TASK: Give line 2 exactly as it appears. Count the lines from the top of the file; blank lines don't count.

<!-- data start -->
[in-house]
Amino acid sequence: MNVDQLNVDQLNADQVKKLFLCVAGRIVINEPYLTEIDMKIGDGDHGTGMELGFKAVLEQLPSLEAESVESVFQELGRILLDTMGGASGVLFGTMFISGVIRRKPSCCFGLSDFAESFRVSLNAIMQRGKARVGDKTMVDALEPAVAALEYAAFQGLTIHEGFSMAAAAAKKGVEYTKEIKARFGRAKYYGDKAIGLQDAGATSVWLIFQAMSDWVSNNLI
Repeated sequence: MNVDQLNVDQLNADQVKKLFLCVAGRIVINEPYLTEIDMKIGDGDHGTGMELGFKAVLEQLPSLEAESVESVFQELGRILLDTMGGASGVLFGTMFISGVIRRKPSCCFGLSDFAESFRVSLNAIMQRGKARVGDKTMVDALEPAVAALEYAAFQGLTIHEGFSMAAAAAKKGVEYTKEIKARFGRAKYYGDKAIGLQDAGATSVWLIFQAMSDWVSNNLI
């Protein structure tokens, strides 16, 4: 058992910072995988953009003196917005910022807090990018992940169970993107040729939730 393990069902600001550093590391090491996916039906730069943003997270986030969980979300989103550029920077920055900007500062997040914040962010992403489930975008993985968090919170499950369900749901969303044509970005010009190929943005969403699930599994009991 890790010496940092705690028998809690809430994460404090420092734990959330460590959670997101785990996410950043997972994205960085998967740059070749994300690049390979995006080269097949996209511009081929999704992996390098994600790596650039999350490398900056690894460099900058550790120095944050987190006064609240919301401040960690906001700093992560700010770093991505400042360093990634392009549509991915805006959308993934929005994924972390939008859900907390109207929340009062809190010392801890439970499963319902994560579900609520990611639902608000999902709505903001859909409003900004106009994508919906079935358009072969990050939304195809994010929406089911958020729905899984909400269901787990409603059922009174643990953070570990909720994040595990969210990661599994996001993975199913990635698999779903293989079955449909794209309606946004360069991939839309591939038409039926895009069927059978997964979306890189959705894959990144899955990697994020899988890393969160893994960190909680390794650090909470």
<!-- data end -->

Amino acid sequence: MNVDQLNVDQLNADQVKKLFLCVAGRIVINEPYLTEIDMKIGDGDHGTGMELGFKAVLEQLPSLEAESVESVFQELGRILLDTMGGASGVLFGTMFISGVIRRKPSCCFGLSDFAESFRVSLNAIMQRGKARVGDKTMVDALEPAVAALEYAAFQGLTIHEGFSMAAAAAKKGVEYTKEIKARFGRAKYYGDKAIGLQDAGATSVWLIFQAMSDWVSNNLI